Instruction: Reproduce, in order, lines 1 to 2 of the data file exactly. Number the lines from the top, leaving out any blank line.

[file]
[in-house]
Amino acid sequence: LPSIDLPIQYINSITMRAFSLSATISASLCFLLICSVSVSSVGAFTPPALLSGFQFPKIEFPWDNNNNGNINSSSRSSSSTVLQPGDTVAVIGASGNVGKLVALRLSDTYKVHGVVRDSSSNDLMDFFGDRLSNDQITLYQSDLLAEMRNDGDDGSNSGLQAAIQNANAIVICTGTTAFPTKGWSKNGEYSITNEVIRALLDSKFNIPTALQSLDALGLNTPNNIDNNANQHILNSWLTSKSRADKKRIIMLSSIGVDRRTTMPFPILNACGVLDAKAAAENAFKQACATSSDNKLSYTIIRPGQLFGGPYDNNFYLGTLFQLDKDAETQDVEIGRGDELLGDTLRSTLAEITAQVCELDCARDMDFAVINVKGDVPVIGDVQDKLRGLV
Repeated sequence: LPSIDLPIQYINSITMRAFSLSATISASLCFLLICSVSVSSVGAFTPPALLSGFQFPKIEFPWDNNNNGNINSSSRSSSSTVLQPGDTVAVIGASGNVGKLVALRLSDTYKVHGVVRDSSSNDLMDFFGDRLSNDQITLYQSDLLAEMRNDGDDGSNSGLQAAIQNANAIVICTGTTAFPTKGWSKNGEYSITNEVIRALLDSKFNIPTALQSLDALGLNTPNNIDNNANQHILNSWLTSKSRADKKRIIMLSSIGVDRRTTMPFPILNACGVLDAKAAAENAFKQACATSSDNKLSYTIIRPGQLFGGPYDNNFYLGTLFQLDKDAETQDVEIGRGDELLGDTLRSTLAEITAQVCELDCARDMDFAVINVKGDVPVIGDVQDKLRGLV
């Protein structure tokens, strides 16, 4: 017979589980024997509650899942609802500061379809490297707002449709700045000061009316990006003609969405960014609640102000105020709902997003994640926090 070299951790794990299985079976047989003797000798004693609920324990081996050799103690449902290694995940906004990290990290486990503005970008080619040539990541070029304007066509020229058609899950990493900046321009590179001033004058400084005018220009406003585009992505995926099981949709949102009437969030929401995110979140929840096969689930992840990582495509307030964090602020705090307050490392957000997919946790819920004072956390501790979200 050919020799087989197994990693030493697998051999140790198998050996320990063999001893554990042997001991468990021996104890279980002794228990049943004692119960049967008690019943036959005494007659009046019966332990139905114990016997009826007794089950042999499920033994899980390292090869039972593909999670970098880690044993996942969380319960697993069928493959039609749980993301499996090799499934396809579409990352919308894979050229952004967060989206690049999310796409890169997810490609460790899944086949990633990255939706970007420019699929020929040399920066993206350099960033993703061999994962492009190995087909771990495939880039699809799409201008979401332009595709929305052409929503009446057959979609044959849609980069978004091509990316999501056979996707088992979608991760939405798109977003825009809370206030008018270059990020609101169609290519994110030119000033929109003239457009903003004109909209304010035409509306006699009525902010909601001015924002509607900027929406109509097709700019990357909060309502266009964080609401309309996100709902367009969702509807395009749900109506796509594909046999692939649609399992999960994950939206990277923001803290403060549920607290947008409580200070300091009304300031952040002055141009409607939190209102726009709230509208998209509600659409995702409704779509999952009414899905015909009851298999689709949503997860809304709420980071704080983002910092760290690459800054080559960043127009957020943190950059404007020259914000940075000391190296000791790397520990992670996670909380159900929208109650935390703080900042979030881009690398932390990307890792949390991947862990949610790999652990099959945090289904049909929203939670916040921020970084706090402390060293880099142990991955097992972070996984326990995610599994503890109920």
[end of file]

[in-house]
Amino acid sequence: LPSIDLPIQYINSITMRAFSLSATISASLCFLLICSVSVSSVGAFTPPALLSGFQFPKIEFPWDNNNNGNINSSSRSSSSTVLQPGDTVAVIGASGNVGKLVALRLSDTYKVHGVVRDSSSNDLMDFFGDRLSNDQITLYQSDLLAEMRNDGDDGSNSGLQAAIQNANAIVICTGTTAFPTKGWSKNGEYSITNEVIRALLDSKFNIPTALQSLDALGLNTPNNIDNNANQHILNSWLTSKSRADKKRIIMLSSIGVDRRTTMPFPILNACGVLDAKAAAENAFKQACATSSDNKLSYTIIRPGQLFGGPYDNNFYLGTLFQLDKDAETQDVEIGRGDELLGDTLRSTLAEITAQVCELDCARDMDFAVINVKGDVPVIGDVQDKLRGLV